ASU launches world’s first School of Sustainability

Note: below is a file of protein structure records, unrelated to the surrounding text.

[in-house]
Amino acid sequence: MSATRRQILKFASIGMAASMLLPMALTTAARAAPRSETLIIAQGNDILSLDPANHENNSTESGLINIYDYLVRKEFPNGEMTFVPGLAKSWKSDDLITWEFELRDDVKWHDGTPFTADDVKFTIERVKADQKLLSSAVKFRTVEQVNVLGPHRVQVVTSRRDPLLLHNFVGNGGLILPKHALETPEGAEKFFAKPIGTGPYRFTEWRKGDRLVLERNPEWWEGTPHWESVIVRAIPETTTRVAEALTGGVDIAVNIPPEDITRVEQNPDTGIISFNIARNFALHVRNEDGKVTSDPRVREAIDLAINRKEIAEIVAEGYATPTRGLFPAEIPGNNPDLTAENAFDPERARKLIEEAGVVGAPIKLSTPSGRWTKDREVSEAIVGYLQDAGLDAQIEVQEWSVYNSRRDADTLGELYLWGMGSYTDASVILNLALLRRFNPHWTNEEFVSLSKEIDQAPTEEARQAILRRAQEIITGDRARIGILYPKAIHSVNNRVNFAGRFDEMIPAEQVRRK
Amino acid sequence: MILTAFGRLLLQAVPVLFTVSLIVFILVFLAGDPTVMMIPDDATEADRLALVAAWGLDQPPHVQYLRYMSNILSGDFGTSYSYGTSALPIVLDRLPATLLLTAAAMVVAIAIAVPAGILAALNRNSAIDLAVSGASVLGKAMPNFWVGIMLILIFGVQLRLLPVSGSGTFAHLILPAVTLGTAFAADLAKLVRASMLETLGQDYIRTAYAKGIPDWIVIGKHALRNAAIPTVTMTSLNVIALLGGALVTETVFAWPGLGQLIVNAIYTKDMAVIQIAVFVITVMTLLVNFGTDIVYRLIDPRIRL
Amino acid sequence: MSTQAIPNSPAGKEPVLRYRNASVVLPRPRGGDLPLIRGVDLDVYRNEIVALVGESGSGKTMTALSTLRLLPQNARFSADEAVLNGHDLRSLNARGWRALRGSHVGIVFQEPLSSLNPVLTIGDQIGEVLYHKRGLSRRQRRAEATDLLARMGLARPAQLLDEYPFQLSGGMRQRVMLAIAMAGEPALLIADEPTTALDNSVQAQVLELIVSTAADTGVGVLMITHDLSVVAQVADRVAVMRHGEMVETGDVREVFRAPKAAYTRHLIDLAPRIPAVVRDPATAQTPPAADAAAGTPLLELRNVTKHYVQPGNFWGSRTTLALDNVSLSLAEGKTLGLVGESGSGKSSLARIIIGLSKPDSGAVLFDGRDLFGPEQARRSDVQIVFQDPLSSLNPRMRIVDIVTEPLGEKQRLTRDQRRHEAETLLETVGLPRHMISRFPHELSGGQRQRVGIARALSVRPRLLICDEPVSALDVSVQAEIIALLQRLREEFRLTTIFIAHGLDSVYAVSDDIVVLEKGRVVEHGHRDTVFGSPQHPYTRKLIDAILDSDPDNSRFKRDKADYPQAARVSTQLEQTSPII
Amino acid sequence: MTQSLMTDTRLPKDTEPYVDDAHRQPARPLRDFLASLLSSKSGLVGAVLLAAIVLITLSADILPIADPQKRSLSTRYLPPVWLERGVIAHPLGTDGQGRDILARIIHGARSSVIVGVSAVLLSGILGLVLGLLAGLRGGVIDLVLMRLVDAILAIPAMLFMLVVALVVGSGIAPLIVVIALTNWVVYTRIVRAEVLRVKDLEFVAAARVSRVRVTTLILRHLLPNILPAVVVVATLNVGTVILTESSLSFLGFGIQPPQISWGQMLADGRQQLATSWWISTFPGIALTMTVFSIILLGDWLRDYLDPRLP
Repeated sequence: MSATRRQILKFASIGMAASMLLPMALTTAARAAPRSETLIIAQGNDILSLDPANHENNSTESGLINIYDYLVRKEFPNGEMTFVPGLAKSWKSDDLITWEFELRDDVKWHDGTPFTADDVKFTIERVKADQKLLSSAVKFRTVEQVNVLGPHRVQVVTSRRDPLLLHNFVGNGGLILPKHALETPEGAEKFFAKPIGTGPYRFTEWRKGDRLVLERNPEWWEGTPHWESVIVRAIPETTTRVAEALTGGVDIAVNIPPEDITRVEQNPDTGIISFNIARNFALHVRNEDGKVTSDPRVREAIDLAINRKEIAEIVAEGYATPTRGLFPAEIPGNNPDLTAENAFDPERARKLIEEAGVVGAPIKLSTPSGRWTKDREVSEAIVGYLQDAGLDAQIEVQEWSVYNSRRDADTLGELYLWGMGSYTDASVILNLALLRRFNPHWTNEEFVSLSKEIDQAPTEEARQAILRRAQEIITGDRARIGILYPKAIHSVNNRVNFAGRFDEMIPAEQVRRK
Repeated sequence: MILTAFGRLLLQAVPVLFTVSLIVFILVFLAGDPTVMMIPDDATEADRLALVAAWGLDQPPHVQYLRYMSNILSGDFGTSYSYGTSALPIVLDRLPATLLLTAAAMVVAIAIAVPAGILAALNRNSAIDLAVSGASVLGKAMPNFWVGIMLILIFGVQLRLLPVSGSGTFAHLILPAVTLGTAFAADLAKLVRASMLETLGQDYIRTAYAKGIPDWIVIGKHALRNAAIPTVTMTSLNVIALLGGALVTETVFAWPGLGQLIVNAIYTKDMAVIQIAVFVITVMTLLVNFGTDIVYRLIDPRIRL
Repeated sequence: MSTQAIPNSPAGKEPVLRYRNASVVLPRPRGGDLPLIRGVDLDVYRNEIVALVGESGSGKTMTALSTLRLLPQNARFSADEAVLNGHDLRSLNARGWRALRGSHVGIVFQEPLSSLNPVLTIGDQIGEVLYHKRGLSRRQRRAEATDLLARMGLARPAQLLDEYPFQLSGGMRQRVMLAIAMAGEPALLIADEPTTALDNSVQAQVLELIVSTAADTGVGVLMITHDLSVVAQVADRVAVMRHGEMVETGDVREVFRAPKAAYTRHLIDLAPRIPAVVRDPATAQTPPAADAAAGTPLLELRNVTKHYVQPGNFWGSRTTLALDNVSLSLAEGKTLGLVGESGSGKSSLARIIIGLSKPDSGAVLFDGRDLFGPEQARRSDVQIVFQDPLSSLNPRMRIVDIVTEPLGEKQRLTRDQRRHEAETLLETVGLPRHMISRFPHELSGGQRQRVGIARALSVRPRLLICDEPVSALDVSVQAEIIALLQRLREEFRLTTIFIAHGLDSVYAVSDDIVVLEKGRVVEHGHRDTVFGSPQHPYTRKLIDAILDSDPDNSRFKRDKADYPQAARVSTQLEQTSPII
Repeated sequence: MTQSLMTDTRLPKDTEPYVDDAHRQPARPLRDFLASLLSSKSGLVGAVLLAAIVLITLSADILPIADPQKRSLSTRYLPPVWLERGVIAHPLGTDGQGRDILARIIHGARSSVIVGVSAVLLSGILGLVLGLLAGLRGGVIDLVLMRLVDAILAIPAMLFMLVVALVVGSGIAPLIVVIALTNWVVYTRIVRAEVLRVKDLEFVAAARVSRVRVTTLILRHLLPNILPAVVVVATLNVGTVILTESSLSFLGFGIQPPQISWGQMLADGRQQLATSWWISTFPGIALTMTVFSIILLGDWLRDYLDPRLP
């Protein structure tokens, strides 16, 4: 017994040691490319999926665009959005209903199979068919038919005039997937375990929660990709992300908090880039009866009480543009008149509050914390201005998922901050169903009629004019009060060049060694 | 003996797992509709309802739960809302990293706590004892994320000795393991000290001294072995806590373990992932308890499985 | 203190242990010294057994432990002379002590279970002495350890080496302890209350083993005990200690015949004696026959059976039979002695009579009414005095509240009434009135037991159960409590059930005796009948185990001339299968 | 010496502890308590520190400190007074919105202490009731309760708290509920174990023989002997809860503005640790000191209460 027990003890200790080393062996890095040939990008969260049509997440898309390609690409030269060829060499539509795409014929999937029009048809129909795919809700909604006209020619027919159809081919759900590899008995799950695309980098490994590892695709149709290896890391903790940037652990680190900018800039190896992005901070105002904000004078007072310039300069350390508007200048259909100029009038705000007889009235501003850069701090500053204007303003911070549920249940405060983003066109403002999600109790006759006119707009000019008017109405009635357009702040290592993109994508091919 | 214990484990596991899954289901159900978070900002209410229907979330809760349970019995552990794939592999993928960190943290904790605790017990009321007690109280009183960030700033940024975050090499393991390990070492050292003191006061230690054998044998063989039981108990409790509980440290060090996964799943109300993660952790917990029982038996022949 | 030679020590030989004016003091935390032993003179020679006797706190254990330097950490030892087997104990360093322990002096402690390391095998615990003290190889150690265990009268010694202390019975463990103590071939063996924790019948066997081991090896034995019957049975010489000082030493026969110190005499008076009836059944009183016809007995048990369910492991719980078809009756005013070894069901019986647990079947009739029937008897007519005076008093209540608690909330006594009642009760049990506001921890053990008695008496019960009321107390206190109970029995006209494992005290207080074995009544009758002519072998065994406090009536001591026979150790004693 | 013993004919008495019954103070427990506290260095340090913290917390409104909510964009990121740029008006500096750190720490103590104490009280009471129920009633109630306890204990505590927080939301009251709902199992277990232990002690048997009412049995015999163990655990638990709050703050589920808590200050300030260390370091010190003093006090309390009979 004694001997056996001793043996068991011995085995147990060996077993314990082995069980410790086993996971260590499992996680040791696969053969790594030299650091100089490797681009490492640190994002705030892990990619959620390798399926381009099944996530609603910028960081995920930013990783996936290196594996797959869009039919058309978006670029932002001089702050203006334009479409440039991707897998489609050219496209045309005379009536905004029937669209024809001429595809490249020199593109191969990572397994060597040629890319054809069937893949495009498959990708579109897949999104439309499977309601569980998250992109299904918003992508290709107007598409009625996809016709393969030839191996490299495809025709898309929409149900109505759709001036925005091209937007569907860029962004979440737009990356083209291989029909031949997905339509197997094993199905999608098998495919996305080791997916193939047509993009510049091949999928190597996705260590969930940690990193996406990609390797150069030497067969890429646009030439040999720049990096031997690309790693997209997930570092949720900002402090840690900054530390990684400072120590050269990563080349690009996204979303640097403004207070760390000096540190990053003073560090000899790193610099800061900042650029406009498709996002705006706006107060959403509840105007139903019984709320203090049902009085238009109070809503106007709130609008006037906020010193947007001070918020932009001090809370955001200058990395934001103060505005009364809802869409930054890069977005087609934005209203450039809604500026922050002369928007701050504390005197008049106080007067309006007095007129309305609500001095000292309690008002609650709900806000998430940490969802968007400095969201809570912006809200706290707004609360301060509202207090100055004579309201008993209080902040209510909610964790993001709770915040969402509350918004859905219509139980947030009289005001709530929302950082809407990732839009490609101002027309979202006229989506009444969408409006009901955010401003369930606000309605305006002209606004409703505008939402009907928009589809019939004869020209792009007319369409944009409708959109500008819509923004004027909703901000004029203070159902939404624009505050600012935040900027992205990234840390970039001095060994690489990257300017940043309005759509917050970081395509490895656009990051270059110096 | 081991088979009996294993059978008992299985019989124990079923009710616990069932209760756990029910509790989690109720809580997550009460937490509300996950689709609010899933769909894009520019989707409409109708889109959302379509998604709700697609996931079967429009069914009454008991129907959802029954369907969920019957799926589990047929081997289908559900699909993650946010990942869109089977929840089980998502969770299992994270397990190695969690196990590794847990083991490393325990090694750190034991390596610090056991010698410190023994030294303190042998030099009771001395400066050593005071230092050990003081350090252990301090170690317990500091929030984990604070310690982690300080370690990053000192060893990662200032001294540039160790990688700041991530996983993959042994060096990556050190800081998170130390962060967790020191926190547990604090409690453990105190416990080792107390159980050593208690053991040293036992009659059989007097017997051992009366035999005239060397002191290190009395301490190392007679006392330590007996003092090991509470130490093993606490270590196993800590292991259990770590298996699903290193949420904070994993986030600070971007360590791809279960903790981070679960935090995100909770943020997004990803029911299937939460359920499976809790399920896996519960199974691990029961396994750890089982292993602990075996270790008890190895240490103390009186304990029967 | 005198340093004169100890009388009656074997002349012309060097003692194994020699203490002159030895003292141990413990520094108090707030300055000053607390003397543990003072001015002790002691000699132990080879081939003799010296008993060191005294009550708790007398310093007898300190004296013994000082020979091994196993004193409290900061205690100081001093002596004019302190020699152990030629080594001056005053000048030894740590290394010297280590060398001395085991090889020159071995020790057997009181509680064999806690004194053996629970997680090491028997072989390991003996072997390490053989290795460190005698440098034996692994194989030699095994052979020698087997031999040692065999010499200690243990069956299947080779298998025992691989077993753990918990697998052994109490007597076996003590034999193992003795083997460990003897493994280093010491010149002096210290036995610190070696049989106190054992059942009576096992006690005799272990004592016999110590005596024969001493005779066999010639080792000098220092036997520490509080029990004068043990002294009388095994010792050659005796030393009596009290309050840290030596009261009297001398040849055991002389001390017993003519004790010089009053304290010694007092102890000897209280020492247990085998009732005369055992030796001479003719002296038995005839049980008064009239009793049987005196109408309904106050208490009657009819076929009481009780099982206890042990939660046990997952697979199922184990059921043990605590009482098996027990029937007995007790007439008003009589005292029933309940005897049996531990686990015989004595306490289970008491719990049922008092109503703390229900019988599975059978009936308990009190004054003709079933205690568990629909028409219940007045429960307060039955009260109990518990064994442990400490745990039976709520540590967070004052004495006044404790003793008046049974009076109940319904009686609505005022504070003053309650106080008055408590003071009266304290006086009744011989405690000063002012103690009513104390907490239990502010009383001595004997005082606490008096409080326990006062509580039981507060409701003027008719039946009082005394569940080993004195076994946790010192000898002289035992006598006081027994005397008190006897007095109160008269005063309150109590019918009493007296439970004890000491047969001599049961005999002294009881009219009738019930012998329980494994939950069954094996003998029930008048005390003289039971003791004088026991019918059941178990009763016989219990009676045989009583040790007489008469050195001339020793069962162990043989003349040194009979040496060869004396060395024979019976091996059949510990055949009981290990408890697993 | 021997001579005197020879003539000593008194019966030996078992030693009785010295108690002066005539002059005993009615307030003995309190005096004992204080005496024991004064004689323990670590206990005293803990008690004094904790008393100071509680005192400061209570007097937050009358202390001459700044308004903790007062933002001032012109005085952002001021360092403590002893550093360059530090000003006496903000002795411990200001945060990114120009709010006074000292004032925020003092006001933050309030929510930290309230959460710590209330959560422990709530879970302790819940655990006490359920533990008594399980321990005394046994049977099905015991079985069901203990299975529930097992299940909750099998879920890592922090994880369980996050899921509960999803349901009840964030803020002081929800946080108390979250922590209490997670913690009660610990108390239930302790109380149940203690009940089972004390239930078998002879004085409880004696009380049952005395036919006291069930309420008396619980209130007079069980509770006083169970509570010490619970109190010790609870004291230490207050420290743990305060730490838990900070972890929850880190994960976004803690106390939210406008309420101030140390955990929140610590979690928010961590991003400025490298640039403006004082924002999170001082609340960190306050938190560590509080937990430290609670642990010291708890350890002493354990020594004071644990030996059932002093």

<p>Fourteen years after the United Nation’s Earth Summit brought together 172 governments to focus world attention on global environmental issues such as the greenhouse effect, the growing scarcity of water and the need for alternative sources of energy, the world’s first School of Sustainability has been established at ASU.</p><separator></separator><p>The university, located in Arizona’s Sonoran Desert, one of the most complex natural environments in the world, is mounting an unprecedented comprehensive sustainability effort aimed at finding solutions to the most pressing sustainability issues the planet faces. This university program, with the newly established School of Sustainability at its core, encompasses such diverse fields as science, technology, public policy, economics, education and urban planning. Researchers believe that all of these fields, and others, can contribute to guiding humanity from its present course of environmental destruction.</p><separator></separator><p>ASU’s School of Sustainability, which begins enrolling students in January, will offer bachelor’s, master’s and doctoral degrees in sustainability. Within five years, the school expects to have 450 undergraduate students and 50 students each in its master’s and doctoral degree programs. This innovative curriculum builds upon an existing base at ASU that includes 300 courses, 80 degree programs and 170 research projects that involve sustainability.</p><separator></separator><p>This moment marks a milestone in the evolution of ASU’s sustainability initiative referred to as the Global Institute of Sustainability, initiated just two years ago with help from a $15 million planning investment from philanthropist Julie A. Wrigley.</p><separator></separator><p>Among the areas ASU research teams are investigating:</p><separator></separator><p>• Water use, conservation, and banking.</p><separator></separator><p>• Sustainable construction techniques and sustainable materials.</p><separator></separator><p>• Rapid urbanization including housing growth and planned communities.</p><separator></separator><p>• Transportation and alternative fuels.</p><separator></separator><p>• Greenhouse effect and urban heat islands.</p><separator></separator><p>• Environmental health issues, including ozone pollution and “brown clouds.”</p><separator></separator><p>• Economics and politics of ecology – how new technologies move (or fail to move) into the market, how consumers and political leaders make decisions that affect sustainability.</p><separator></separator><p>According to United Nations statistics, about 3.2 billion people live in urban areas. That number will increase to 3.8 billion by 2015, and to 4.9 billion by 2030. This unprecedented urbanization and its associated environmental problems will take place in industrialized and underdeveloped countries and regions. ASU’s leaders say that many of the environmental challenges that Phoenix faces today are ones that other cities in America and the rest of the world will confront in the next decade.</p><separator></separator><p>“Phoenix has doubled its population in the last 20 years to become the fifth-largest city in the United States. Our population – and our urban infrastructure – will double again in the next 20 years,” says ASU President Michael M. Crow. “Because this is the region doing so much building, we are the ones who have to figure out how to do it properly, and ASU has committed itself to being at the forefront of that effort.”</p><separator></separator><p>If metropolitan Phoenix fails environmentally in the next few decades, it may be only the first casualty. But if metropolitan Phoenix can grow in an environmentally sustainable way, it will provide valuable lessons for other areas going through both expanding urbanization and urban renewal.</p>